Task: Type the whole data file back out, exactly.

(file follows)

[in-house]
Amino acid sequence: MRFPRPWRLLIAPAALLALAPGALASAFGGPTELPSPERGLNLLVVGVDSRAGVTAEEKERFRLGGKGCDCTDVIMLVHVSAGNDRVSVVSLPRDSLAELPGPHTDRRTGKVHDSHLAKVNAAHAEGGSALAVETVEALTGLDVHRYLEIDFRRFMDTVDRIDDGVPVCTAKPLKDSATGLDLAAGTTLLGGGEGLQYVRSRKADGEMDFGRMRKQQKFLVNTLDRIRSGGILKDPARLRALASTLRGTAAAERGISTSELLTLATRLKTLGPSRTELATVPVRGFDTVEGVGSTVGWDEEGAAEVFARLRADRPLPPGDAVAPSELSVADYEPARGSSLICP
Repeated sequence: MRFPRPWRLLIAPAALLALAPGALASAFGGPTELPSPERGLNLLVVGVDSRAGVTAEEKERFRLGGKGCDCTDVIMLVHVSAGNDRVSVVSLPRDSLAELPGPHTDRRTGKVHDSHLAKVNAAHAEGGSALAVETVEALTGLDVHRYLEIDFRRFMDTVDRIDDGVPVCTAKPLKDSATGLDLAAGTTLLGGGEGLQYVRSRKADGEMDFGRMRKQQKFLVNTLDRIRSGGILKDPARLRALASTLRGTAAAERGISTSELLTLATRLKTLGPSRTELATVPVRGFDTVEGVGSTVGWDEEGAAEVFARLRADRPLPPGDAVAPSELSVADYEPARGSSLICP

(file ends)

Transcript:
[in-house]
Amino acid sequence: MRFPRPWRLLIAPAALLALAPGALASAFGGPTELPSPERGLNLLVVGVDSRAGVTAEEKERFRLGGKGCDCTDVIMLVHVSAGNDRVSVVSLPRDSLAELPGPHTDRRTGKVHDSHLAKVNAAHAEGGSALAVETVEALTGLDVHRYLEIDFRRFMDTVDRIDDGVPVCTAKPLKDSATGLDLAAGTTLLGGGEGLQYVRSRKADGEMDFGRMRKQQKFLVNTLDRIRSGGILKDPARLRALASTLRGTAAAERGISTSELLTLATRLKTLGPSRTELATVPVRGFDTVEGVGSTVGWDEEGAAEVFARLRADRPLPPGDAVAPSELSVADYEPARGSSLICP
Repeated sequence: MRFPRPWRLLIAPAALLALAPGALASAFGGPTELPSPERGLNLLVVGVDSRAGVTAEEKERFRLGGKGCDCTDVIMLVHVSAGNDRVSVVSLPRDSLAELPGPHTDRRTGKVHDSHLAKVNAAHAEGGSALAVETVEALTGLDVHRYLEIDFRRFMDTVDRIDDGVPVCTAKPLKDSATGLDLAAGTTLLGGGEGLQYVRSRKADGEMDFGRMRKQQKFLVNTLDRIRSGGILKDPARLRALASTLRGTAAAERGISTSELLTLATRLKTLGPSRTELATVPVRGFDTVEGVGSTVGWDEEGAAEVFARLRADRPLPPGDAVAPSELSVADYEPARGSSLICP